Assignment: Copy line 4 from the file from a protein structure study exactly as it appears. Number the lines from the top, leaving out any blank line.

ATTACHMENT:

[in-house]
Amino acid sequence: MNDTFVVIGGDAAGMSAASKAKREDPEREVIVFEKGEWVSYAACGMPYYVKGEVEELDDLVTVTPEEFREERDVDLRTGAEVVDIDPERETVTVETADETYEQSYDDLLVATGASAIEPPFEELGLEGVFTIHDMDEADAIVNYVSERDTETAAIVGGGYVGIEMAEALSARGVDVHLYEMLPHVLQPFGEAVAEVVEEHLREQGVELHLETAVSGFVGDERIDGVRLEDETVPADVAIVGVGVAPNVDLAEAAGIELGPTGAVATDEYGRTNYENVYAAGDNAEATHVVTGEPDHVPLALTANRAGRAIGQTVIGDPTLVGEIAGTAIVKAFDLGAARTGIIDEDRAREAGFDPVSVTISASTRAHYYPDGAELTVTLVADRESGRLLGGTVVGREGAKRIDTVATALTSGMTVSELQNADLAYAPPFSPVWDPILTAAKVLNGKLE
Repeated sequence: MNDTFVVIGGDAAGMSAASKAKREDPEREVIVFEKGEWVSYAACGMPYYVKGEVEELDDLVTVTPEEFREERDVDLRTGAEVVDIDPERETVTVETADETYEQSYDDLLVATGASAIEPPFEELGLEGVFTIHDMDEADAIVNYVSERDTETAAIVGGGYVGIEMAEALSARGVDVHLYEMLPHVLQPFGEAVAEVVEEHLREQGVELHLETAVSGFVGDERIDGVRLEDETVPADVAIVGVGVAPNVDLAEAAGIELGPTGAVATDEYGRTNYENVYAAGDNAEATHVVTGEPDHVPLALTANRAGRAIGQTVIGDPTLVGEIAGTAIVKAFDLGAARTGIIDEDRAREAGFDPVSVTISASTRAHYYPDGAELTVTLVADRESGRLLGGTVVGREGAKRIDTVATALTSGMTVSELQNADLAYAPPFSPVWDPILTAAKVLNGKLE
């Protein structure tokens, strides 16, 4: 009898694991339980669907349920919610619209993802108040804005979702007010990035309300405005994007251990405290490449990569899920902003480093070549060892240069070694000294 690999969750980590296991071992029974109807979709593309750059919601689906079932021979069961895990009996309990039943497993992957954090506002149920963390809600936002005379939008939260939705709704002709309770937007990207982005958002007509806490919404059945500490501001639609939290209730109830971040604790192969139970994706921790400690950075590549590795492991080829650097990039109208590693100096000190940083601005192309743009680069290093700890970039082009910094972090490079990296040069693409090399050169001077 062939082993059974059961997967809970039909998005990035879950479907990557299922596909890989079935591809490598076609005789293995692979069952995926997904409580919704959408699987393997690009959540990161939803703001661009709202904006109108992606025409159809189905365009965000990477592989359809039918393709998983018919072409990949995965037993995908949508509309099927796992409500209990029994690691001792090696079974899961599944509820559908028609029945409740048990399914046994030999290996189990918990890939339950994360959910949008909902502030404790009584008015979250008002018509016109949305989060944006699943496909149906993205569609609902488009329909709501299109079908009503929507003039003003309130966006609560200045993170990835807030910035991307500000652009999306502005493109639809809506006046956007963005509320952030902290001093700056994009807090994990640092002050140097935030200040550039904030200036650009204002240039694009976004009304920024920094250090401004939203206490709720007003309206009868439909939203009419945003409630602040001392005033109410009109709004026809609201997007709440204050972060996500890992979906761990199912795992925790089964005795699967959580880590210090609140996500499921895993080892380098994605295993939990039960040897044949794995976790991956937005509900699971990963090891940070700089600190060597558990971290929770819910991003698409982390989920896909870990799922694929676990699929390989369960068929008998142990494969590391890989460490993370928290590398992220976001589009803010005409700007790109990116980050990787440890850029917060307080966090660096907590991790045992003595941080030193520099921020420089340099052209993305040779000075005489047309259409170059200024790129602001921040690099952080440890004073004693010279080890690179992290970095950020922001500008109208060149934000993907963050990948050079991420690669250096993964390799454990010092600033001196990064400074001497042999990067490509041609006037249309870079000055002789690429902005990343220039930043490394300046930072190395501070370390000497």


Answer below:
């Protein structure tokens, strides 16, 4: 009898694991339980669907349920919610619209993802108040804005979702007010990035309300405005994007251990405290490449990569899920902003480093070549060892240069070694000294 690999969750980590296991071992029974109807979709593309750059919601689906079932021979069961895990009996309990039943497993992957954090506002149920963390809600936002005379939008939260939705709704002709309770937007990207982005958002007509806490919404059945500490501001639609939290209730109830971040604790192969139970994706921790400690950075590549590795492991080829650097990039109208590693100096000190940083601005192309743009680069290093700890970039082009910094972090490079990296040069693409090399050169001077 062939082993059974059961997967809970039909998005990035879950479907990557299922596909890989079935591809490598076609005789293995692979069952995926997904409580919704959408699987393997690009959540990161939803703001661009709202904006109108992606025409159809189905365009965000990477592989359809039918393709998983018919072409990949995965037993995908949508509309099927796992409500209990029994690691001792090696079974899961599944509820559908028609029945409740048990399914046994030999290996189990918990890939339950994360959910949008909902502030404790009584008015979250008002018509016109949305989060944006699943496909149906993205569609609902488009329909709501299109079908009503929507003039003003309130966006609560200045993170990835807030910035991307500000652009999306502005493109639809809506006046956007963005509320952030902290001093700056994009807090994990640092002050140097935030200040550039904030200036650009204002240039694009976004009304920024920094250090401004939203206490709720007003309206009868439909939203009419945003409630602040001392005033109410009109709004026809609201997007709440204050972060996500890992979906761990199912795992925790089964005795699967959580880590210090609140996500499921895993080892380098994605295993939990039960040897044949794995976790991956937005509900699971990963090891940070700089600190060597558990971290929770819910991003698409982390989920896909870990799922694929676990699929390989369960068929008998142990494969590391890989460490993370928290590398992220976001589009803010005409700007790109990116980050990787440890850029917060307080966090660096907590991790045992003595941080030193520099921020420089340099052209993305040779000075005489047309259409170059200024790129602001921040690099952080440890004073004693010279080890690179992290970095950020922001500008109208060149934000993907963050990948050079991420690669250096993964390799454990010092600033001196990064400074001497042999990067490509041609006037249309870079000055002789690429902005990343220039930043490394300046930072190395501070370390000497």